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Challenge: Roots


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#1 FLW_FTW

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Posted 04 October 2009 - 12:27 AM

There are several ways to calculate the square root of a number. Some of them can be found here: Wikipedia

Calculate the square root of a number n without using any predefined libraries. EG: Don't just submit sqrt( n );

Extra credit: Calculate the root of a number n using only bitwise/logical operations.

Edited by FLW_FTW, 04 October 2009 - 12:30 AM.


#2 intimidat0r

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Posted 08 October 2009 - 03:29 PM

Spoiler


#3 rainwater_stillicide

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Posted 08 October 2009 - 03:43 PM

I have gotten so much mileage out of this diagram over the years...

The attached image is a Turing machine for finding square roots of integers (the initial tape should contain the argument in unary format):

Attached Files



#4 PurpleJesus

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Posted 08 October 2009 - 06:33 PM

I have gotten so much mileage out of this diagram over the years...

The attached image is a Turing machine for finding square roots of integers (the initial tape should contain the argument in unary format):


Nice, umm.. could you explain that in terms I might understand? I ain't following what it's supposed to represent.

And I will try this challenge when I'm rested.. Been working long hours lately and can't think too straight.

#5 bcrscahh198987

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Posted 25 October 2009 - 08:07 AM

In math, they use logarithms to solve roots of any number.
Do you count logarithms as pre-defined libraries?

#6 intimidat0r

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Posted 27 October 2009 - 07:13 PM

It's trivial to write your own logarithm function anyway.

#7 SwartMumba

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Posted 31 October 2009 - 06:56 PM

Here is my method of finding the square root: :rolleyes:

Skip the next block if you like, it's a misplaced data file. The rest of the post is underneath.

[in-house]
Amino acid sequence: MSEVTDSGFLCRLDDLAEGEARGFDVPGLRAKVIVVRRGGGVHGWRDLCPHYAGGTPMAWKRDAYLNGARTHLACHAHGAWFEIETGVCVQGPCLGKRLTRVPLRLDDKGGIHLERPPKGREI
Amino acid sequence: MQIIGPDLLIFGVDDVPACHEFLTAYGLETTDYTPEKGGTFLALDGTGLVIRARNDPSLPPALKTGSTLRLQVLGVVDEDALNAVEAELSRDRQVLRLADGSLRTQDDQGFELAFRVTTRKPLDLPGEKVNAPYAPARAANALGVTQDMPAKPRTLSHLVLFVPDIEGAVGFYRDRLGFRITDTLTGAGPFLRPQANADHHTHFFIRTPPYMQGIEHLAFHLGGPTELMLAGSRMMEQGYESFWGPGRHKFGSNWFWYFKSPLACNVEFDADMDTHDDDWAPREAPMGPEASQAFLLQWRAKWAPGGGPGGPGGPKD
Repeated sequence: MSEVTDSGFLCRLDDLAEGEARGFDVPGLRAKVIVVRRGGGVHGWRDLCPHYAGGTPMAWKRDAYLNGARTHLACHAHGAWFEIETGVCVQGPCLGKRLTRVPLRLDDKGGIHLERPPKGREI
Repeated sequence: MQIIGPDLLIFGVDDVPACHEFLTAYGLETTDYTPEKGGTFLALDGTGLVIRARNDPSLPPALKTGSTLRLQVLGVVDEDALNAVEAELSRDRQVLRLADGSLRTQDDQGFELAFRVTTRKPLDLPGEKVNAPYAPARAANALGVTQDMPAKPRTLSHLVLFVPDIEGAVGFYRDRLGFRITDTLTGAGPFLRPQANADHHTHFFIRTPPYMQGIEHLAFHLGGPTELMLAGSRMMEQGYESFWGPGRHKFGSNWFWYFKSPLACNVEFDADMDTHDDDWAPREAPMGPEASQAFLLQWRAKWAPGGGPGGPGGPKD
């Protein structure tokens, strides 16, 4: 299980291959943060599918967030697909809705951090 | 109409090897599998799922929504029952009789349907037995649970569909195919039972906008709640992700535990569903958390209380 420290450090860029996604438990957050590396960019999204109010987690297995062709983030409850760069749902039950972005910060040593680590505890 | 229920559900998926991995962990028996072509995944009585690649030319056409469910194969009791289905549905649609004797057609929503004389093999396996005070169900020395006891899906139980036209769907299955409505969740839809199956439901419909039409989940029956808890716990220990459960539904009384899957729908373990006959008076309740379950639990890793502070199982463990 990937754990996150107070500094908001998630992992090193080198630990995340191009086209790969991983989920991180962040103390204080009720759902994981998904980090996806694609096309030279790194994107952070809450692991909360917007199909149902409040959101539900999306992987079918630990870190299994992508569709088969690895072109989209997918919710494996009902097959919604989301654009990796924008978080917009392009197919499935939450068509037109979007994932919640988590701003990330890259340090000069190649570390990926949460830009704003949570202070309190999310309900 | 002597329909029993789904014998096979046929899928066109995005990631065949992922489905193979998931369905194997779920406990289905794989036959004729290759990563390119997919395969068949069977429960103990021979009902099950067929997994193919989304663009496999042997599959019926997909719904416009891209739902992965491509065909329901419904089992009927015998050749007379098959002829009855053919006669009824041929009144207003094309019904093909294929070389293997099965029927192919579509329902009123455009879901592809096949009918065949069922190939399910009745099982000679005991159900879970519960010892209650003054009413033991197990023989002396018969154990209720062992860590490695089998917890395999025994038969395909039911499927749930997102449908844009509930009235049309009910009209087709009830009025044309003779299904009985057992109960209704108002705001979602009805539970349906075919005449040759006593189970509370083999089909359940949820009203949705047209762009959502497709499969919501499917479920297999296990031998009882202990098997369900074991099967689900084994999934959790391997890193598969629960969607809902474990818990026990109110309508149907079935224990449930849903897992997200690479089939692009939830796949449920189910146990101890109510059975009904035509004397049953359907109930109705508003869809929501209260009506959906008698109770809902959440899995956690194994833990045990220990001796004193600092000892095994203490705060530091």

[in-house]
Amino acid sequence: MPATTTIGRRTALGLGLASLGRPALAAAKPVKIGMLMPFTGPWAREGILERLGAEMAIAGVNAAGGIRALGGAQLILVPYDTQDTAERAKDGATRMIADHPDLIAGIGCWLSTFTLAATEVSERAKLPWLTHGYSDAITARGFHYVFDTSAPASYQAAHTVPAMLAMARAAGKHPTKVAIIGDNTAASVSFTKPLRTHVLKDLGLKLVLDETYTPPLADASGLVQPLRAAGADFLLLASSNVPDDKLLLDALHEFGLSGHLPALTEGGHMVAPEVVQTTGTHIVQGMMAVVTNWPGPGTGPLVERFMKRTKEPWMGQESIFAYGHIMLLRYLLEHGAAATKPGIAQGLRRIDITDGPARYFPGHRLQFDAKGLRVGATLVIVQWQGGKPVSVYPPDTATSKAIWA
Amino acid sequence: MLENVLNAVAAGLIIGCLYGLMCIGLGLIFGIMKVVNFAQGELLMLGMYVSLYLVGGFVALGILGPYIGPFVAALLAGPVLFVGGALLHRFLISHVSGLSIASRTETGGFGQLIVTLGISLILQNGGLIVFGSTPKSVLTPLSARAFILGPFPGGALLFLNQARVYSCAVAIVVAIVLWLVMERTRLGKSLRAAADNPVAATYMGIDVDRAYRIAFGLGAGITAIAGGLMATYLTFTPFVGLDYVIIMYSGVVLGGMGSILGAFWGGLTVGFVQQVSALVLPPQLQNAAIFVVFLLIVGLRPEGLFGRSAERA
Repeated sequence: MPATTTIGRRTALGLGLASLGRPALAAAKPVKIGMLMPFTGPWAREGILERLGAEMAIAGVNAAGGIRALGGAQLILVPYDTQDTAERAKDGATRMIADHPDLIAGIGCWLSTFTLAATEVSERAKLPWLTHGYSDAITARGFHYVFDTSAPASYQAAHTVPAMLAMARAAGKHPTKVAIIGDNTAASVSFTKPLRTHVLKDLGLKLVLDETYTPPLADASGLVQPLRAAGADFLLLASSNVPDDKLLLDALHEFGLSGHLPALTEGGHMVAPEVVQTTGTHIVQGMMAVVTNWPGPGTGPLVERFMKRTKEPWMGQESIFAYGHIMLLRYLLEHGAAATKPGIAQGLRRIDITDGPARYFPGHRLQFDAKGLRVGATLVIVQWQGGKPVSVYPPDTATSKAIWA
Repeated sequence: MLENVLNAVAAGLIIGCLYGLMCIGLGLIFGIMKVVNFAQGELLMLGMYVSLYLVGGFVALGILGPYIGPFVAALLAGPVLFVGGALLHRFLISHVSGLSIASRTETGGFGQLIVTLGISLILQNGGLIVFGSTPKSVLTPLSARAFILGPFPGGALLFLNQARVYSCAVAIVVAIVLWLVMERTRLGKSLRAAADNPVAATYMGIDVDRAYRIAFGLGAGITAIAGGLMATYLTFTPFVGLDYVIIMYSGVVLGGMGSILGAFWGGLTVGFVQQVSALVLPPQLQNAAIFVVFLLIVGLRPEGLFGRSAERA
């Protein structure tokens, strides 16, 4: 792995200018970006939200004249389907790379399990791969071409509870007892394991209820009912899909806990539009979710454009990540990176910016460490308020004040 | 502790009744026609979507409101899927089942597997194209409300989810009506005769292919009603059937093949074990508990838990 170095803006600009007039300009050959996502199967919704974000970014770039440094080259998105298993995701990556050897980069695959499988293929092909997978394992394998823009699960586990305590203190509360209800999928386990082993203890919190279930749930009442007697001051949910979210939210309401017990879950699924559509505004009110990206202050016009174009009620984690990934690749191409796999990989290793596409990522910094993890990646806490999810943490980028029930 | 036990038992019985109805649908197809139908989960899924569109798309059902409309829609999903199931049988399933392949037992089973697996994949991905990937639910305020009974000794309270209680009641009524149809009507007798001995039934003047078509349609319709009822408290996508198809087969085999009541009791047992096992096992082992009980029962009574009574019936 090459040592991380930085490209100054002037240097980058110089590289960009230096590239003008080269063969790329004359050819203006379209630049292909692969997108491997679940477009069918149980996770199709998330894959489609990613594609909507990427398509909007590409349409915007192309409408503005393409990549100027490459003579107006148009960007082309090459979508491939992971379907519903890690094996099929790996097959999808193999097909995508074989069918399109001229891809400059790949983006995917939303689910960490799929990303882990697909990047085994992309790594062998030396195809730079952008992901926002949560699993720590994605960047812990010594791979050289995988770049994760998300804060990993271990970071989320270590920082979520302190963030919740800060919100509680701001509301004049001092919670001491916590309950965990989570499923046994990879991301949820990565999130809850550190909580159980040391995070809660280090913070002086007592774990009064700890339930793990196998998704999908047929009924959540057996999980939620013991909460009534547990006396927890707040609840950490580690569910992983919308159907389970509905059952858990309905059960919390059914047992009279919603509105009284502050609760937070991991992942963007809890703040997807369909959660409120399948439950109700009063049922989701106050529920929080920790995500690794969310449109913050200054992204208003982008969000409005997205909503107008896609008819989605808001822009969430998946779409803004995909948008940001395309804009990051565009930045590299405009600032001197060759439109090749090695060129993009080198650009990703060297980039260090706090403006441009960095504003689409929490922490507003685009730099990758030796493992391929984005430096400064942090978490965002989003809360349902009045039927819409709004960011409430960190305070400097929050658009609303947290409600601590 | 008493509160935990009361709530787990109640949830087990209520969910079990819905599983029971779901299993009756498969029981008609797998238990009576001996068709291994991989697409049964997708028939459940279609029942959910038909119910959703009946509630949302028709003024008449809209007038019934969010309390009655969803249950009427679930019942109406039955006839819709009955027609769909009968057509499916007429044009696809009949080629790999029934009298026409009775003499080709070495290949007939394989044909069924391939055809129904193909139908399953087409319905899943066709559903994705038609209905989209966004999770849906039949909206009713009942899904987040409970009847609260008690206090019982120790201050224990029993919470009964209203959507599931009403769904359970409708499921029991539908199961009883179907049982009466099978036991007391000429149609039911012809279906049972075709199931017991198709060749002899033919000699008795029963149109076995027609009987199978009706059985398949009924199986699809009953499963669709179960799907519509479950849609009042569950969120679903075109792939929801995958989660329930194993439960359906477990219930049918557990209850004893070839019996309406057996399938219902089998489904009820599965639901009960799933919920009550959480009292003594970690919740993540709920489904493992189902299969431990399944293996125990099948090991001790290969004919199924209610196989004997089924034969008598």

Attached File  sqrRoot.py.txt   1.95KB   27 downloads

Sample output:
= denotes python's sqrt answer
=~ denotes my approximate answer
sqrt(-787) =~ 28.0535714286i
sqrt(289) = 17.0 =~ 17
sqrt(494) = 22.2261107709 =~ 22.2272727273
sqrt(914) = 30.2324329157 =~ 30.2333333333
sqrt(105) = 10.246950766 =~ 10.25
sqrt(796) = 28.2134719593 =~ 28.2142857143
sqrt(998) = 31.5911379979 =~ 31.59375
sqrt(701) = 26.4764045897 =~ 26.4807692308
sqrt(704) = 26.5329983228 =~ 26.537037037
sqrt(108) = 10.3923048454 =~ 10.4
sqrt(336) = 18.3303027798 =~ 18.3333333333
sqrt(167) = 12.9228479833 =~ 12.9230769231
sqrt(906) = 30.0998338866 =~ 30.1
sqrt(133) = 11.5325625947 =~ 11.5416666667
sqrt(304) = 17.4355957742 =~ 17.4411764706
sqrt(535) = 23.1300670124 =~ 23.1304347826
sqrt(947) = 30.7733651069 =~ 30.7741935484
sqrt(262) = 16.1864140562 =~ 16.1875
sqrt(950) = 30.8220700148 =~ 30.8225806452
sqrt(323) = 17.9722007556 =~ 17.9722222222
sqrt(454) = 21.3072757527 =~ 21.3095238095

Edited by SwartMumba, 31 October 2009 - 07:58 PM.


#8 SwartMumba

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Posted 03 November 2009 - 01:46 AM

I am disappointed no one looked at what I did. :sad:

#9 bcrscahh198987

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Posted 13 November 2009 - 05:07 AM

I am disappointed no one looked at what I did. :sad:


It's very interesting if I could understand it.


edit::: oh, and by the way. I checked with my TI-84. It seems python's native square root is much more accurate.

edit::: And whats "f'(B)(x-B)"?? inverse function?



I added comments to your code, check the comments.

Let x equal the value you want to find the square root of.
	Let b be a value near x, which you know the square root of.
	Let f(x) = (x)^0.5
	then,g(x) = f(<img src='http://www.binrev.com/forums/public/style_emoticons/<#EMO_DIR#>/cool.gif' class='bbc_emoticon' alt='B)' /> + f'(<img src='http://www.binrev.com/forums/public/style_emoticons/<#EMO_DIR#>/cool.gif' class='bbc_emoticon' alt='B)' />(x-<img src='http://www.binrev.com/forums/public/style_emoticons/<#EMO_DIR#>/cool.gif' class='bbc_emoticon' alt='B)' />  # By the way smartmumba, f' is inverse function?
	in my code, a = sqrt(<img src='http://www.binrev.com/forums/public/style_emoticons/<#EMO_DIR#>/cool.gif' class='bbc_emoticon' alt='B)' />'''


Those damn smileys, for the first time, I finally understood why boards have disable smileys option. Except this board doesn't have it.

Edited by bcrscahh198987, 13 November 2009 - 05:21 AM.


#10 intimidat0r

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Posted 14 November 2009 - 03:05 PM

edit::: And whats "f'(B)(x-B)"?? inverse function?


That would be the derivative of f times (x-B).

#11 bcrscahh198987

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Posted 27 November 2009 - 02:29 PM

I got a simple but inefficient method of doing it.

How do you find the square root of a number by hand?
What about cube roots?